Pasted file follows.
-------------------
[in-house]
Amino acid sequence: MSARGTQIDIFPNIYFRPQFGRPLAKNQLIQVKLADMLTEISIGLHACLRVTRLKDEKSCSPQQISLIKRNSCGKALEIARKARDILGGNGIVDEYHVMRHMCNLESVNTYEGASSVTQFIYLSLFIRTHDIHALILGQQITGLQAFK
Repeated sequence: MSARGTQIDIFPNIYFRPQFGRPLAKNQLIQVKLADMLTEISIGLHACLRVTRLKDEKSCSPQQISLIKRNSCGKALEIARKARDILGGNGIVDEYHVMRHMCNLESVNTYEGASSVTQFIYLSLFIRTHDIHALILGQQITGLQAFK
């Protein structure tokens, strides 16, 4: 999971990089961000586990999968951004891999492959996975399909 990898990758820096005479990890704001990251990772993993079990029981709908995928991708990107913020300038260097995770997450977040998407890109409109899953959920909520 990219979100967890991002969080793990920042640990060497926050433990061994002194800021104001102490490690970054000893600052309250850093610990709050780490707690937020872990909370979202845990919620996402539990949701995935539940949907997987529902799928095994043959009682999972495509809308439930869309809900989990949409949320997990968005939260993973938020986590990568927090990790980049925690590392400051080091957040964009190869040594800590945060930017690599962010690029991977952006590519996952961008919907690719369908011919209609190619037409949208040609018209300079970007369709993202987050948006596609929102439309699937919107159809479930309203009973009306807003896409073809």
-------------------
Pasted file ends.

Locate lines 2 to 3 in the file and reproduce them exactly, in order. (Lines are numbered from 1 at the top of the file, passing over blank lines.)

Amino acid sequence: MSARGTQIDIFPNIYFRPQFGRPLAKNQLIQVKLADMLTEISIGLHACLRVTRLKDEKSCSPQQISLIKRNSCGKALEIARKARDILGGNGIVDEYHVMRHMCNLESVNTYEGASSVTQFIYLSLFIRTHDIHALILGQQITGLQAFK
Repeated sequence: MSARGTQIDIFPNIYFRPQFGRPLAKNQLIQVKLADMLTEISIGLHACLRVTRLKDEKSCSPQQISLIKRNSCGKALEIARKARDILGGNGIVDEYHVMRHMCNLESVNTYEGASSVTQFIYLSLFIRTHDIHALILGQQITGLQAFK